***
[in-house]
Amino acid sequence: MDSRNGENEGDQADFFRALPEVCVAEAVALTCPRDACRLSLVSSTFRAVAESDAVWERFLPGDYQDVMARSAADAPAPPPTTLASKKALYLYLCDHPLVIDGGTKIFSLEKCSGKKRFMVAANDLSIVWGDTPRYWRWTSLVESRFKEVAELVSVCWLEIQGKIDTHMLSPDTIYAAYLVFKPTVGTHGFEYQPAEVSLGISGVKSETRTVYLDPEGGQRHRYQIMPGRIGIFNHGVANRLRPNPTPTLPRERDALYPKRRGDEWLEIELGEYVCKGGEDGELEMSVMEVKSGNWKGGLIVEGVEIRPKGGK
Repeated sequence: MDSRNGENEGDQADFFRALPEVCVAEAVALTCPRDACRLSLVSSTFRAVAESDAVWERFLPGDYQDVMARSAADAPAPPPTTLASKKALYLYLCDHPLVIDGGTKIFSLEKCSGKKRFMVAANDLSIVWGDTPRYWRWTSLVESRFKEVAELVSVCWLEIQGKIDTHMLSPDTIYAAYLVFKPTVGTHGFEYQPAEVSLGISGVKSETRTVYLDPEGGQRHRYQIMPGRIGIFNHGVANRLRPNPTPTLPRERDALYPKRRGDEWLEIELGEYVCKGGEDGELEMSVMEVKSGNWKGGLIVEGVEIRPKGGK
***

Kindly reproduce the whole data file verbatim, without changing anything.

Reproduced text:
[in-house]
Amino acid sequence: MDSRNGENEGDQADFFRALPEVCVAEAVALTCPRDACRLSLVSSTFRAVAESDAVWERFLPGDYQDVMARSAADAPAPPPTTLASKKALYLYLCDHPLVIDGGTKIFSLEKCSGKKRFMVAANDLSIVWGDTPRYWRWTSLVESRFKEVAELVSVCWLEIQGKIDTHMLSPDTIYAAYLVFKPTVGTHGFEYQPAEVSLGISGVKSETRTVYLDPEGGQRHRYQIMPGRIGIFNHGVANRLRPNPTPTLPRERDALYPKRRGDEWLEIELGEYVCKGGEDGELEMSVMEVKSGNWKGGLIVEGVEIRPKGGK
Repeated sequence: MDSRNGENEGDQADFFRALPEVCVAEAVALTCPRDACRLSLVSSTFRAVAESDAVWERFLPGDYQDVMARSAADAPAPPPTTLASKKALYLYLCDHPLVIDGGTKIFSLEKCSGKKRFMVAANDLSIVWGDTPRYWRWTSLVESRFKEVAELVSVCWLEIQGKIDTHMLSPDTIYAAYLVFKPTVGTHGFEYQPAEVSLGISGVKSETRTVYLDPEGGQRHRYQIMPGRIGIFNHGVANRLRPNPTPTLPRERDALYPKRRGDEWLEIELGEYVCKGGEDGELEMSVMEVKSGNWKGGLIVEGVEIRPKGGK